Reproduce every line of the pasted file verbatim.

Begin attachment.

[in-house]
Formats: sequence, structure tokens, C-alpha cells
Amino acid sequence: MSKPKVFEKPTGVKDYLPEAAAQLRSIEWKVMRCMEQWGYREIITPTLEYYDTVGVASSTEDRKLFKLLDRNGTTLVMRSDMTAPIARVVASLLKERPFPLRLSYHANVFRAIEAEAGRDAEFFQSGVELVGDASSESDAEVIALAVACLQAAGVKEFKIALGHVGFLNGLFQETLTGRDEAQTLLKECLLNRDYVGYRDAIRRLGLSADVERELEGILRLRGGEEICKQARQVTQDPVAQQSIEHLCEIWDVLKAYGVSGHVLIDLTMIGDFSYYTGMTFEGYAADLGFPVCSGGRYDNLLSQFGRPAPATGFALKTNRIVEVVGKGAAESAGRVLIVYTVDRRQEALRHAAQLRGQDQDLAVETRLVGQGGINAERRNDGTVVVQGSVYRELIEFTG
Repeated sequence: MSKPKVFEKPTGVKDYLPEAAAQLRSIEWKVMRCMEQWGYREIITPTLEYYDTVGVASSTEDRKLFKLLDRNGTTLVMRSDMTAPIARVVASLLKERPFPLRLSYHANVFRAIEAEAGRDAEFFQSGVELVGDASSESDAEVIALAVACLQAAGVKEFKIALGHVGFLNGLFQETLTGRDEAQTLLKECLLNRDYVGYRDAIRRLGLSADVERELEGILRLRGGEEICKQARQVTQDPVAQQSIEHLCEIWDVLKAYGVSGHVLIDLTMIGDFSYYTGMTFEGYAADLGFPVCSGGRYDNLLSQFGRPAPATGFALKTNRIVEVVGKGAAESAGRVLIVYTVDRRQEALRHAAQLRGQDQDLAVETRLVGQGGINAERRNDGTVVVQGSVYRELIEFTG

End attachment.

[in-house]
Formats: sequence, structure tokens, C-alpha cells
Amino acid sequence: MSKPKVFEKPTGVKDYLPEAAAQLRSIEWKVMRCMEQWGYREIITPTLEYYDTVGVASSTEDRKLFKLLDRNGTTLVMRSDMTAPIARVVASLLKERPFPLRLSYHANVFRAIEAEAGRDAEFFQSGVELVGDASSESDAEVIALAVACLQAAGVKEFKIALGHVGFLNGLFQETLTGRDEAQTLLKECLLNRDYVGYRDAIRRLGLSADVERELEGILRLRGGEEICKQARQVTQDPVAQQSIEHLCEIWDVLKAYGVSGHVLIDLTMIGDFSYYTGMTFEGYAADLGFPVCSGGRYDNLLSQFGRPAPATGFALKTNRIVEVVGKGAAESAGRVLIVYTVDRRQEALRHAAQLRGQDQDLAVETRLVGQGGINAERRNDGTVVVQGSVYRELIEFTG
Repeated sequence: MSKPKVFEKPTGVKDYLPEAAAQLRSIEWKVMRCMEQWGYREIITPTLEYYDTVGVASSTEDRKLFKLLDRNGTTLVMRSDMTAPIARVVASLLKERPFPLRLSYHANVFRAIEAEAGRDAEFFQSGVELVGDASSESDAEVIALAVACLQAAGVKEFKIALGHVGFLNGLFQETLTGRDEAQTLLKECLLNRDYVGYRDAIRRLGLSADVERELEGILRLRGGEEICKQARQVTQDPVAQQSIEHLCEIWDVLKAYGVSGHVLIDLTMIGDFSYYTGMTFEGYAADLGFPVCSGGRYDNLLSQFGRPAPATGFALKTNRIVEVVGKGAAESAGRVLIVYTVDRRQEALRHAAQLRGQDQDLAVETRLVGQGGINAERRNDGTVVVQGSVYRELIEFTG